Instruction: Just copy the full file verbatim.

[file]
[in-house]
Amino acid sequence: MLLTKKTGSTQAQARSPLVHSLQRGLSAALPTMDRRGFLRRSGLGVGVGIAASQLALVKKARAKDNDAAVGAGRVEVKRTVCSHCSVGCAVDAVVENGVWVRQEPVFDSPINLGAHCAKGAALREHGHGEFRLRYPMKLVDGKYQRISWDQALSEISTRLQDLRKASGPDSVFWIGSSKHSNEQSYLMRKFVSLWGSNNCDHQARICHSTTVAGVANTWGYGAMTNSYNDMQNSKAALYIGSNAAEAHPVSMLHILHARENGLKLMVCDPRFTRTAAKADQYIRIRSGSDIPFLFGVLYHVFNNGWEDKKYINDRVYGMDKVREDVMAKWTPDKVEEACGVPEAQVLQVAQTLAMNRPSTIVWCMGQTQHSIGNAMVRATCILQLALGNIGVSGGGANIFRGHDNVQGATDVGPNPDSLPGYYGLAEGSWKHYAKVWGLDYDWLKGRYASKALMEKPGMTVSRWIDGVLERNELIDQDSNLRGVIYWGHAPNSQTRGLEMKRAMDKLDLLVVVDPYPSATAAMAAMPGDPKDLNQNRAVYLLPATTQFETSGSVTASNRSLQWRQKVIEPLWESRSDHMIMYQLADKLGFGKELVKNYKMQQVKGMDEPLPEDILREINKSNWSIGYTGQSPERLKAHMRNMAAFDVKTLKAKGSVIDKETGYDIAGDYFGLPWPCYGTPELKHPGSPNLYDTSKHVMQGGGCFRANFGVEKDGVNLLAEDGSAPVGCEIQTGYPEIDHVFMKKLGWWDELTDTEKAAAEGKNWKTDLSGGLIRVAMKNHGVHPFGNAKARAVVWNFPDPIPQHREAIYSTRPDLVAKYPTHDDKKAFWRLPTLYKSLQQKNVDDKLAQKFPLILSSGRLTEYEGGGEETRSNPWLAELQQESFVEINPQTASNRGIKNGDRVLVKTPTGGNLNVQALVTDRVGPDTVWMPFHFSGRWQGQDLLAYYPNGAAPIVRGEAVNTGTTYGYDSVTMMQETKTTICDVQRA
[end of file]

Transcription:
[in-house]
Amino acid sequence: MLLTKKTGSTQAQARSPLVHSLQRGLSAALPTMDRRGFLRRSGLGVGVGIAASQLALVKKARAKDNDAAVGAGRVEVKRTVCSHCSVGCAVDAVVENGVWVRQEPVFDSPINLGAHCAKGAALREHGHGEFRLRYPMKLVDGKYQRISWDQALSEISTRLQDLRKASGPDSVFWIGSSKHSNEQSYLMRKFVSLWGSNNCDHQARICHSTTVAGVANTWGYGAMTNSYNDMQNSKAALYIGSNAAEAHPVSMLHILHARENGLKLMVCDPRFTRTAAKADQYIRIRSGSDIPFLFGVLYHVFNNGWEDKKYINDRVYGMDKVREDVMAKWTPDKVEEACGVPEAQVLQVAQTLAMNRPSTIVWCMGQTQHSIGNAMVRATCILQLALGNIGVSGGGANIFRGHDNVQGATDVGPNPDSLPGYYGLAEGSWKHYAKVWGLDYDWLKGRYASKALMEKPGMTVSRWIDGVLERNELIDQDSNLRGVIYWGHAPNSQTRGLEMKRAMDKLDLLVVVDPYPSATAAMAAMPGDPKDLNQNRAVYLLPATTQFETSGSVTASNRSLQWRQKVIEPLWESRSDHMIMYQLADKLGFGKELVKNYKMQQVKGMDEPLPEDILREINKSNWSIGYTGQSPERLKAHMRNMAAFDVKTLKAKGSVIDKETGYDIAGDYFGLPWPCYGTPELKHPGSPNLYDTSKHVMQGGGCFRANFGVEKDGVNLLAEDGSAPVGCEIQTGYPEIDHVFMKKLGWWDELTDTEKAAAEGKNWKTDLSGGLIRVAMKNHGVHPFGNAKARAVVWNFPDPIPQHREAIYSTRPDLVAKYPTHDDKKAFWRLPTLYKSLQQKNVDDKLAQKFPLILSSGRLTEYEGGGEETRSNPWLAELQQESFVEINPQTASNRGIKNGDRVLVKTPTGGNLNVQALVTDRVGPDTVWMPFHFSGRWQGQDLLAYYPNGAAPIVRGEAVNTGTTYGYDSVTMMQETKTTICDVQRA